5. % with a functioning pulse oximeter by 2 minutes of age.

Results:

  • Use of prebrief, debrief and completion of the checklist increased from an initial 25% to 92% (p<0.001).
  • % of babies intubated dropped from 14.1 to 5.4% OR 0.35 (0.17, 0.66) p<0.001.
  • Surfactant use dropped from 2.8% to 1.0% OR 0.35 (0.06, 1.55) p =0.198.
  • % with normothermia on admission to NICU increased from 78.3% to 86.3% OR 1.74 (1.09, 2.8) p=0.017.
  • The % with a functioning pulse oximeter at 2 minutes was not recorded pre-intervention but increased from approximately 26% to 55% during the period the checklist was implemented.

Outcome data on RDS, death, BPD, PDA, pneumothorax, NEC, ROP, post-haemorrhagic hydrocephalus, IVH and length of stay was also collected. No differences were shown except for decrease in ROP on univariable logistic regression that the authors advised caution in interpreting.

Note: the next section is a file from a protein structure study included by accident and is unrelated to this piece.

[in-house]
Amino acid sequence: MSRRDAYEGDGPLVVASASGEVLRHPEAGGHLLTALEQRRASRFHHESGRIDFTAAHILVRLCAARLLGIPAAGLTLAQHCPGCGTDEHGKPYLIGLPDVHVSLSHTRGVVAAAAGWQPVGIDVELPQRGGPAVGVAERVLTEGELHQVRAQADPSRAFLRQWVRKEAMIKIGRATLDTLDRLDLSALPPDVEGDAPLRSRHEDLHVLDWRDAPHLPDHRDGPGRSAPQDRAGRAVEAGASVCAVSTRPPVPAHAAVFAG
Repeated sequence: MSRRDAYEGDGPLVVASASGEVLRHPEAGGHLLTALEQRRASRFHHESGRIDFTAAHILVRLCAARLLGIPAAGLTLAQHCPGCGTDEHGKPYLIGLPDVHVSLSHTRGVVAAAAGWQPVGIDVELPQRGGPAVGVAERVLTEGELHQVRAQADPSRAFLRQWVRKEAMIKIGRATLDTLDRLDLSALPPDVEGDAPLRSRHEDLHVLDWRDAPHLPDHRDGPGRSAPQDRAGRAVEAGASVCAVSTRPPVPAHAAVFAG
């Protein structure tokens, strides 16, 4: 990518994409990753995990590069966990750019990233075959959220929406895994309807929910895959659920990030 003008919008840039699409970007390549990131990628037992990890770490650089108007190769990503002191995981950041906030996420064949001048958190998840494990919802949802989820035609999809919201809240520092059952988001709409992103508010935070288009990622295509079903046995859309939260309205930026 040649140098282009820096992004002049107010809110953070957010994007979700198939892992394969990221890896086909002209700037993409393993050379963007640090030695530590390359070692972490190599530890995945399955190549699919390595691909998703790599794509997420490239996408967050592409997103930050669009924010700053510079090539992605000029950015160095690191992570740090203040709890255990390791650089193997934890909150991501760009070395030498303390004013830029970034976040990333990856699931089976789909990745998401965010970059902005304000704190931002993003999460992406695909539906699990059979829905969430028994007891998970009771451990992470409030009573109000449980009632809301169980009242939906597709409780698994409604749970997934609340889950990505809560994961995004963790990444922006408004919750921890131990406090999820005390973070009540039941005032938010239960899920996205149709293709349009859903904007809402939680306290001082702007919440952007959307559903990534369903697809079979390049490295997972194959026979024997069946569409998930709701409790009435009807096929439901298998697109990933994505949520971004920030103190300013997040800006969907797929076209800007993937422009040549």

Katheria et al conducted a pre/post study evaluating the implementation of a checklist including pre-brief and debrief components. The components of the checklist were informed by crew resource management training previously undertaken by NICU staff and ongoing video reviews of neonatal resuscitations.

Outcomes were measured at video resuscitation quality assurance meetings where the completed pre-brief checklist was reviewed, prior to seeing each video, to see if planned preparation happened. The completed debrief findings were reviewed after watching each video to see if team conclusions matched video review conclusions.

The first two years of using the delivery room checklist (March 2009 to November 2011, 260 completed checklists) were compared with the 3rd year of using the delivery room checklist (185 completed checklists).